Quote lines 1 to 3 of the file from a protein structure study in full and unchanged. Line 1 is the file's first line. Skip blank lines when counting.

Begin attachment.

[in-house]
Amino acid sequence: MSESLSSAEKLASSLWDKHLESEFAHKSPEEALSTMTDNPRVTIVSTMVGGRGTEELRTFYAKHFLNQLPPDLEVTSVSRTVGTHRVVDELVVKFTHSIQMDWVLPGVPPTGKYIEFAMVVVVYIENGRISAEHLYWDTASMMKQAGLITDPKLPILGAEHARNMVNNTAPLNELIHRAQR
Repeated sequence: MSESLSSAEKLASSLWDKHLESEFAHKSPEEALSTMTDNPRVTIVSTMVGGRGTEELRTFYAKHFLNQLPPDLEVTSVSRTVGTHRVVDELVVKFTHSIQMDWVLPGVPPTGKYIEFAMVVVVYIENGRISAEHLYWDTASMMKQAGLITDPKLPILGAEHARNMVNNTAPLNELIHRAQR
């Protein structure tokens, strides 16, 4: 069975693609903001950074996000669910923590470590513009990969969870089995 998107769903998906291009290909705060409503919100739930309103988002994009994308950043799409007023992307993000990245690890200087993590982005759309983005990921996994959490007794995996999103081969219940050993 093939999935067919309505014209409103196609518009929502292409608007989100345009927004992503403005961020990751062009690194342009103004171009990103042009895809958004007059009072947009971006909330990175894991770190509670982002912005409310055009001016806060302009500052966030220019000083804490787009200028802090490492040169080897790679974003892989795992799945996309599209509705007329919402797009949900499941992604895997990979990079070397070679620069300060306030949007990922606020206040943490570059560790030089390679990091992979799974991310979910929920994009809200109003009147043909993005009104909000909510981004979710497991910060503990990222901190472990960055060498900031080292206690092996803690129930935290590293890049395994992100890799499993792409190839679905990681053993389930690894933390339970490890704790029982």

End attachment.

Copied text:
[in-house]
Amino acid sequence: MSESLSSAEKLASSLWDKHLESEFAHKSPEEALSTMTDNPRVTIVSTMVGGRGTEELRTFYAKHFLNQLPPDLEVTSVSRTVGTHRVVDELVVKFTHSIQMDWVLPGVPPTGKYIEFAMVVVVYIENGRISAEHLYWDTASMMKQAGLITDPKLPILGAEHARNMVNNTAPLNELIHRAQR
Repeated sequence: MSESLSSAEKLASSLWDKHLESEFAHKSPEEALSTMTDNPRVTIVSTMVGGRGTEELRTFYAKHFLNQLPPDLEVTSVSRTVGTHRVVDELVVKFTHSIQMDWVLPGVPPTGKYIEFAMVVVVYIENGRISAEHLYWDTASMMKQAGLITDPKLPILGAEHARNMVNNTAPLNELIHRAQR